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Claims(13)
What is claimed is:
1. In a computer system comprising a central processing unit (CPU) executing an operating system and an application program loaded in a memory coupled to said CPU, wherein said operating system is dynamically configurable, a method for providing access to said application program to current symbol definitions of said operating system, said method comprising the steps of:
receiving an open request by said operating system to open a file containing current symbol definitions of said operating system from said application program;
inhibiting automatic unloading by said operating system of any relocatable segments of said operating system that are currently loaded in said memory, said dynamically configurable operating system comprising a root executable segment and a plurality of relocatable segments that are loaded and linked by said operating system on an as needed basis, said dynamically loaded and linked relocatable segments being automatically unloaded by said operating system when they are not being used;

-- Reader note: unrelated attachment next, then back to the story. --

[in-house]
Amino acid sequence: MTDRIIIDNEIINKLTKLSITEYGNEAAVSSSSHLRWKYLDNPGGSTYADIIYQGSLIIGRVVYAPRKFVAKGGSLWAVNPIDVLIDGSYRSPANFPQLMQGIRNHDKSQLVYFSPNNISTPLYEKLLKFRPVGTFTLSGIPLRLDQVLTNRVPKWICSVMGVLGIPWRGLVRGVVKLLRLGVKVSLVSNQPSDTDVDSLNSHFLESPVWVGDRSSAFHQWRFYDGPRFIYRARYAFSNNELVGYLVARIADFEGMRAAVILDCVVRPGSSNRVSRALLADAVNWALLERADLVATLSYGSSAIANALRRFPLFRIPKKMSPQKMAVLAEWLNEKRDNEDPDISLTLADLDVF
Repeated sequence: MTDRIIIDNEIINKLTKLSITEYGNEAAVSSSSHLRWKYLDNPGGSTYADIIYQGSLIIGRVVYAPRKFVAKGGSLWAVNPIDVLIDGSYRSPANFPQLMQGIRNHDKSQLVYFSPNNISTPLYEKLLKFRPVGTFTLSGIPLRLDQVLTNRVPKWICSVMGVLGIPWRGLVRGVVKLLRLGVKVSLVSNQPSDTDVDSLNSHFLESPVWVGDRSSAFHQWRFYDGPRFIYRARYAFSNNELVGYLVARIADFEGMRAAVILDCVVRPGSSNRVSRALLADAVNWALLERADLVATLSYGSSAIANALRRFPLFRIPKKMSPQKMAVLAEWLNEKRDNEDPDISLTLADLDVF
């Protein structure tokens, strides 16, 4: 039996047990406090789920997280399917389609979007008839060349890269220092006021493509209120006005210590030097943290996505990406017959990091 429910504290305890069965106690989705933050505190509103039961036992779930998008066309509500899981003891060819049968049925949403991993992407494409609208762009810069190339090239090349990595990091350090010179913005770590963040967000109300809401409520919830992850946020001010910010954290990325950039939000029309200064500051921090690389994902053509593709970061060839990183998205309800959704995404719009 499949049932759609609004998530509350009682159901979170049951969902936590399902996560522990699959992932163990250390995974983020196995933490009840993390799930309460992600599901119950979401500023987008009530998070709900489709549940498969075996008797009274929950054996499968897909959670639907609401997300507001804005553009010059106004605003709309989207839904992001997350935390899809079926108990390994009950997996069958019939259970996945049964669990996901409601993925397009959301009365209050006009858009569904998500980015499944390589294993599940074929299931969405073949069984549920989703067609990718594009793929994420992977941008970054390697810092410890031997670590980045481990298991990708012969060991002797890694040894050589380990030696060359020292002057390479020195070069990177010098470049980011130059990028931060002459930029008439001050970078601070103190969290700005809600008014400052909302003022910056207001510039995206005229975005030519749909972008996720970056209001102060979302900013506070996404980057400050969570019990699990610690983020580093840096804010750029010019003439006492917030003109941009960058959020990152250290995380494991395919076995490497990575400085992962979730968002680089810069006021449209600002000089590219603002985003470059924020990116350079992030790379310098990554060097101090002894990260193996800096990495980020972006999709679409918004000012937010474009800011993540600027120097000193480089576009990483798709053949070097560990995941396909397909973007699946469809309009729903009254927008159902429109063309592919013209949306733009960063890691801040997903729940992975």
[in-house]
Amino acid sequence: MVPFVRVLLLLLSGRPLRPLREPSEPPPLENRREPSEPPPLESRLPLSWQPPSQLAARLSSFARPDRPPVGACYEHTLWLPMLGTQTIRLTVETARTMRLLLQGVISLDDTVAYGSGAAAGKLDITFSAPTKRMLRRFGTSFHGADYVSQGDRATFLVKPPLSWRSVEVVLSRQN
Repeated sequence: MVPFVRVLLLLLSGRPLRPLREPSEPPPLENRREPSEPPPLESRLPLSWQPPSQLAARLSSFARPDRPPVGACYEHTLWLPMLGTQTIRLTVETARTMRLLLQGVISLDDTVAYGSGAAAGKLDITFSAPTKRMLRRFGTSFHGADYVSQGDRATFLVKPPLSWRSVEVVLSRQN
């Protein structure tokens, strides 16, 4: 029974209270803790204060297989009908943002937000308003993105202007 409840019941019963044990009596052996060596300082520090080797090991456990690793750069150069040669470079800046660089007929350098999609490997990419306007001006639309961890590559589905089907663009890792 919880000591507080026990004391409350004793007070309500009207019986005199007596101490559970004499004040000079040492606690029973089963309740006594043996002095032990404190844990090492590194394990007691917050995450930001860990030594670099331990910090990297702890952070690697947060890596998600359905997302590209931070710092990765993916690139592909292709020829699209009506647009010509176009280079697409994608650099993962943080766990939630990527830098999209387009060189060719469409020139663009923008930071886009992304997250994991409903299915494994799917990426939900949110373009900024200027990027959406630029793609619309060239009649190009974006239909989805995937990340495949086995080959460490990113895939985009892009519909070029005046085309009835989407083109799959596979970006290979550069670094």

creating said file by said operating system based on symbol definitions contained in said root executable segment and said relocatable segments that are currently loaded in memory; and
making said file available by said operating system to said application program.
2. The method as set forth in claim 1, wherein, said method further comprises the steps of:
receiving a close request from said requestor to close said file;